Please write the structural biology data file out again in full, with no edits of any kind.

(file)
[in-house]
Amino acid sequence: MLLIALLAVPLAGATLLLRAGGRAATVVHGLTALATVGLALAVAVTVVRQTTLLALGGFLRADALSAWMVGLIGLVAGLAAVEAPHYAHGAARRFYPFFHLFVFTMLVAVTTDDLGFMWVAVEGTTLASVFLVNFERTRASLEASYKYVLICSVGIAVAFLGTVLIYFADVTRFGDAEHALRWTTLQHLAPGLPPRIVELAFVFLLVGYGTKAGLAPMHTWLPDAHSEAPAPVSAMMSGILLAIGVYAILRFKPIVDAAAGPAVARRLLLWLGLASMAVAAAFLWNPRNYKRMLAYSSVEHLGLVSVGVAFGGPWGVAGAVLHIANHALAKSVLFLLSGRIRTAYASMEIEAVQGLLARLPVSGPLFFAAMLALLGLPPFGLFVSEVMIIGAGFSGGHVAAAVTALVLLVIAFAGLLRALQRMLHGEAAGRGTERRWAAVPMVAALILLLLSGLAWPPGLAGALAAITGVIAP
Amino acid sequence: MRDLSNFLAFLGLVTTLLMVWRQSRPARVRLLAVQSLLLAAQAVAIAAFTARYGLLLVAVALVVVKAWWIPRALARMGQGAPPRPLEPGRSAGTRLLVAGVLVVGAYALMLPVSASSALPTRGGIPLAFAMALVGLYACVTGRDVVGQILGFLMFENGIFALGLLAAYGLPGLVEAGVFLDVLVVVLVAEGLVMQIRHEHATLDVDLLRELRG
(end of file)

[in-house]
Amino acid sequence: MLLIALLAVPLAGATLLLRAGGRAATVVHGLTALATVGLALAVAVTVVRQTTLLALGGFLRADALSAWMVGLIGLVAGLAAVEAPHYAHGAARRFYPFFHLFVFTMLVAVTTDDLGFMWVAVEGTTLASVFLVNFERTRASLEASYKYVLICSVGIAVAFLGTVLIYFADVTRFGDAEHALRWTTLQHLAPGLPPRIVELAFVFLLVGYGTKAGLAPMHTWLPDAHSEAPAPVSAMMSGILLAIGVYAILRFKPIVDAAAGPAVARRLLLWLGLASMAVAAAFLWNPRNYKRMLAYSSVEHLGLVSVGVAFGGPWGVAGAVLHIANHALAKSVLFLLSGRIRTAYASMEIEAVQGLLARLPVSGPLFFAAMLALLGLPPFGLFVSEVMIIGAGFSGGHVAAAVTALVLLVIAFAGLLRALQRMLHGEAAGRGTERRWAAVPMVAALILLLLSGLAWPPGLAGALAAITGVIAP
Amino acid sequence: MRDLSNFLAFLGLVTTLLMVWRQSRPARVRLLAVQSLLLAAQAVAIAAFTARYGLLLVAVALVVVKAWWIPRALARMGQGAPPRPLEPGRSAGTRLLVAGVLVVGAYALMLPVSASSALPTRGGIPLAFAMALVGLYACVTGRDVVGQILGFLMFENGIFALGLLAAYGLPGLVEAGVFLDVLVVVLVAEGLVMQIRHEHATLDVDLLRELRG